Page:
The accounts tallied with previous allegations of torture that HRW had reported in September, along with the alleged disappearance of one of the 94, Ahmed al‑Suweidi. Amnesty and HRW said “local activists believe a forced confession from Suweidi forms the basis of the prosecution’s case in the trial”.
At the 4 March hearing, Suweidi had reportedly told the judges: “I know that what I’m going to say may cost my life but I deny the charges and I ask the court to protect my life and the life of my family.”
On 10 June 2012, another Emirati, Saud Kulaib, tweeted that Suweidi was “being exposed to severe torture under the supervision of a high official”. Kulaib was arrested in December and, according to HRW and Amnesty, held incommunicado for five months, during which time he alleged he was held in solitary confinement, subjected to extremes of temperature and sleep deprivation, suspended by his legs from an iron rod and severely beaten by officers, including having his hand sliced open with a razor blade.
Other allegations of torture included one detainee saying he was “beaten with a plastic tube all over my body”; another wrote he was tied to a chair and threatened with electrocution. The human rights organisations called on the UAE authorities to provide independent medical examinations of the detainees who claimed to have been tortured, exclude from the proceedings any evidence obtained by torture, and carry out a prompt investigation. Both Amnesty and HRW say none of that has happened.
The UAE authorities’ response to the torture allegations, which were raised in court, is to argue that the alleged victims should have reported them to the police. “The UAE judicial system ensures that the rule of law prevails and that no person is above the law,” the Ministry of Justice said in a statement. “Therefore anyone can resort to the public authorities to report assault, request protection, or claim compensation and ensure that any person committing any offence or felony is punished under law.”
On 2 July, at the Federal Supreme Court in Abu Dhabi, 69 of the 94 were found guilty of plotting to overthrow the regime. Several were given severe sentences, including the lawyers Mohamed al-Roken and Mohamed al-Mansoori, both sent to prison for 10 years.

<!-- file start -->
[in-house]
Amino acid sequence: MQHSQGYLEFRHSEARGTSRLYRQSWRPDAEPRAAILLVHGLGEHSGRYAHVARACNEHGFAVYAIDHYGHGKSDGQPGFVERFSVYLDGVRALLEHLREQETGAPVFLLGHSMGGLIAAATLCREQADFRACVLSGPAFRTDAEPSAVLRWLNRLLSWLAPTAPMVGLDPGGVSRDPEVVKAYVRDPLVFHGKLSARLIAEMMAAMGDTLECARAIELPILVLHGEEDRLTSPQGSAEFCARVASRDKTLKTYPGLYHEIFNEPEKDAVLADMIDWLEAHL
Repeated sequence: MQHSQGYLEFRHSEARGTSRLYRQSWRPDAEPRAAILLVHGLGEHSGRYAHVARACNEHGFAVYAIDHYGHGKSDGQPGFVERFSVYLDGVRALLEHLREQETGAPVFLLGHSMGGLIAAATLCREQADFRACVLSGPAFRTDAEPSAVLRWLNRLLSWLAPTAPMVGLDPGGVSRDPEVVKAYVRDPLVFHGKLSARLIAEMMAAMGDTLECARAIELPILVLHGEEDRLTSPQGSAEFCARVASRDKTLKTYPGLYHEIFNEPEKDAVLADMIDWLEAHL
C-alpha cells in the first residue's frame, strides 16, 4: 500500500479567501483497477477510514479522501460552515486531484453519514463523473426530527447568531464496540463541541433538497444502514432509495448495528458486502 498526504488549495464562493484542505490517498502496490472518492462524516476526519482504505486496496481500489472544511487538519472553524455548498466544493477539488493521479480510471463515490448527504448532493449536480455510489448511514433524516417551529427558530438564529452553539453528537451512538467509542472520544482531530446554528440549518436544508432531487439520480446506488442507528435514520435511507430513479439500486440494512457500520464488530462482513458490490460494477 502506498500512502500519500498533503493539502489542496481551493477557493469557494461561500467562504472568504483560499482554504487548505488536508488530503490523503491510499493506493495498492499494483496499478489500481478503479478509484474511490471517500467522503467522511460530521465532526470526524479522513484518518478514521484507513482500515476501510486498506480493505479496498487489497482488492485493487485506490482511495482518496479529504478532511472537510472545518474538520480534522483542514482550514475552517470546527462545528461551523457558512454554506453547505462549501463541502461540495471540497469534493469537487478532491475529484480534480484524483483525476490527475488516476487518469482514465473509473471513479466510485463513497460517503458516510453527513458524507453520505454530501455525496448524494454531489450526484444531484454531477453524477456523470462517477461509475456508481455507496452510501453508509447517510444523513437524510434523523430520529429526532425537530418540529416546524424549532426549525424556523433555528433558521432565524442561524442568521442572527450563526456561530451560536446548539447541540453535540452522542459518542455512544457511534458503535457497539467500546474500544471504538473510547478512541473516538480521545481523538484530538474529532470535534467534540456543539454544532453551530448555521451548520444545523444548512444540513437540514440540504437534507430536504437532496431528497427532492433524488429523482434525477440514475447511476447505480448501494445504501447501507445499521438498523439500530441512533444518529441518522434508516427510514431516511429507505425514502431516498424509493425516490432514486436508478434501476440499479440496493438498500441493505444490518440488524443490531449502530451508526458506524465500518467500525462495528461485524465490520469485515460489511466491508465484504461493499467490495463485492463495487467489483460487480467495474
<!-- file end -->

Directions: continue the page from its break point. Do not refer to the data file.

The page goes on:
Amnesty and HRW denounced the “mass trial of 94 government critics”, arguing that the convictions were: “Based on a fundamentally unfair trial … probably violated the right of free association … was marred by the denial of legal assistance during pretrial incommunicado detention, and allegations of torture.”
On 17 July, Katherine Dine, a British government official, wrote to Rori Donaghy, campaign manager at the UK-based Emirates Centre for Human Rights, which is pressing the case of the convicted. Dine wrote that the British government has followed the trial closely, and the foreign secretary, William Hague, had: “Raised the importance of … ensuring the human rights of all Emirati citizens are fully respected. We along with others, have made clear our concerns about allegations of torture and mistreatment, and some aspects of the way the trial was conducted, such as lack of access to international observers, accusations that defendants could not access their lawyers, and the length of the sentencing.”
The UAE authorities have maintained there was due process and a fair trial. Anwar Gargash, the UAE minister of state for foreign affairs, has rejected critics of the regime, arguing they do not give enough credit for the UAE’s achievements, including the “secure and stable livelihood” the UAE enables its residents to have in a trouble-torn region.
Gargash explained that the UAE regime does not believe in democracy, with political parties, arguing they descend into tribal division and sectarianism. “There is insufficient evidence that a multiparty system works in the Arab world,” Gargash said.
He pointed to “gradual” reforms including “limited” elections of the Federal National Council, a consultative body, of which half the members are selected by the regime, half elected by a minority of the Emirati population. “To the critics of the approach, we say that it enjoys the support of the majority of our citizens,” Gargash said.